NEA: How do you cope with being talked down to?
STARR: I tell you what, it's tough sometimes. You just want to shake people and say, "I am worthy! I am worthy to be standing here and doing this work and being amongst you." I sometimes have to close the door and say, "Ok. I'm just going to get to work and let my work speak for itself." It is frustrating, it truly is. I will just have to keep fighting until it's over.
NEA: What is it like to be at the forefront of Native comic movement?
STARR: You're up there by yourself. It's sometimes a little bit lonely because I want to commiserate with somebody, but there's nobody here. But with Indigenous Comic Con, we all finally got together and got to share our [experiences.] "Did this happen to you?" "Yeah, that happened to me." It was cool to have that conversation with another creator who intimately understood the stereotypes that we have to deal with, or working with non-Indian companies that don't understand the stories we're trying to tell, or how they're supposed to be told, especially if they're a traditional story.
NEA: What do you hope Native readers take away from your work? And non-Native readers?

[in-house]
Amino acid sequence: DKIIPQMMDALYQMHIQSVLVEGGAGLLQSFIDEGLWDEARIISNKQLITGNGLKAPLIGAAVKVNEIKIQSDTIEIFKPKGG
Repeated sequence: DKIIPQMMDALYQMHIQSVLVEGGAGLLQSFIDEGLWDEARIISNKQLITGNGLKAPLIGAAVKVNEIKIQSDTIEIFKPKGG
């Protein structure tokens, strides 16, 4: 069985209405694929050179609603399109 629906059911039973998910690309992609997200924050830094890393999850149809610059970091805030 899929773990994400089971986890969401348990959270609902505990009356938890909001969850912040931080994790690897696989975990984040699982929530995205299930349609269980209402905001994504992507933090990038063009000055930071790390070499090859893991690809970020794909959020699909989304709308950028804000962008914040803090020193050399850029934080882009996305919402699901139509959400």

STARR: I'm hoping that the Native readers who check out Super Indian or listen to my music or read my plays feel like, "Oh my gosh, somebody else had that experience," or "I'm just like that!" or "That looks like my dad." Where they have that recognition and through that recognition, they feel that they're part of it—that they're not an outsider.
For non-Indian readers, I want them to come on in! It's okay! We're not scary people. We laugh, and we watch Star Wars just like everybody else. I put a lot of pop culture references in Super Indian so that people know we're not just sitting in our teepees, smoking our peace pipes, and working on beadwork. We are out in the world doing things.
NEA: Do you feel your other art forms influence your comic work?